Enhanced campaigns, it is worth stressing, are still a pretty new feature in AdWords and the focus here is on creating ads that can businesses can run on desktop and mobile without the need to set up multiple campaigns.

With today’s release, Google is also making some general improvements to these enhanced campaigns. Specifically, it’s making it easier to target in-app ads “based on people’s context like location, time of day and device, with enhanced campaigns.”

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SEO 2013,  as Forrester Research put it recently at SMX, “If you want to wow the search engines, you have to wow your customers. Build a site that they want and can use.”

Here’s a simple truth: People like pretty things. Consumers’ penchant for good-looking images, websites, graphics and other media is largely responsible for the rise of visual content marketing: Infographics are one of the fastest rising content types and Brafton is constantly reporting on cross-web updates that reward companies for highly visual content (ie: the new News Feed). Visual media is great for users, but marketers who have always valued content for SEO may struggle to leverage images for search visibility.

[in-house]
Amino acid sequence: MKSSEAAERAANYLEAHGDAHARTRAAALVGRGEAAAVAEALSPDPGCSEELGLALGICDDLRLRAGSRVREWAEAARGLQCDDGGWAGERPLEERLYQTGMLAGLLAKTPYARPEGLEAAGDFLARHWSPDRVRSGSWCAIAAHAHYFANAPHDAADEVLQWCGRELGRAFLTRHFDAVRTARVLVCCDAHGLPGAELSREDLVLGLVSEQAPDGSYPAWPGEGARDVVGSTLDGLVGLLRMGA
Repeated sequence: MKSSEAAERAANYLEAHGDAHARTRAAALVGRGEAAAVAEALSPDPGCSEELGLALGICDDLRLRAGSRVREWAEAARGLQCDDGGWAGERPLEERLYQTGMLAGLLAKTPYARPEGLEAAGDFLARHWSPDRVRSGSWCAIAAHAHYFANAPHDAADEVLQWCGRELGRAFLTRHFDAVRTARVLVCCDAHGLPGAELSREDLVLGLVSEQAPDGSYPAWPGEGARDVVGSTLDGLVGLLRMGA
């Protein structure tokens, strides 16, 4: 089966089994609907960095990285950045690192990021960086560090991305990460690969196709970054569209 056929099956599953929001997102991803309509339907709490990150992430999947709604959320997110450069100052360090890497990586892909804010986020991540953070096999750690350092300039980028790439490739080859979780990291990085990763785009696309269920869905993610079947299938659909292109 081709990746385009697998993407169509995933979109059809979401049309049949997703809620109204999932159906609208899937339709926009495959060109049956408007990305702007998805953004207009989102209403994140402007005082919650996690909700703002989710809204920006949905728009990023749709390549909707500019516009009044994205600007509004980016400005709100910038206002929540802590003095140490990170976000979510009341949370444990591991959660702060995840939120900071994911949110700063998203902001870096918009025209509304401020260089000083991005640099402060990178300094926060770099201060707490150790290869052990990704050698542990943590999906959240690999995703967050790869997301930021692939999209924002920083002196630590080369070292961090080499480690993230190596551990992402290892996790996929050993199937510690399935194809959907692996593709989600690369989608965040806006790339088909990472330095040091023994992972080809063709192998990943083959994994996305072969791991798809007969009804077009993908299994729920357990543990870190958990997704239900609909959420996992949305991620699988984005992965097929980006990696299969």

In a recent Webmaster Central video, one site owner asked Matt Cutts about SEO value from visual content. The site owner pointed out rich graphics and images have given him a lower bounce rate, longer dwell time and more conversions. Even as a visual update to his site improved core success, he was concerned about reaching search audiences, asking:

“Will Google have an issue with the lack of textual content on the site?” – inquiring webmaster

The short answer from Matt Cutts is yes:

“Google does still want text.” – Matt Cutts

Still, Cutts recognized the user demand for images – and isn’t SEO about what’s good for users? He proposed two solutions.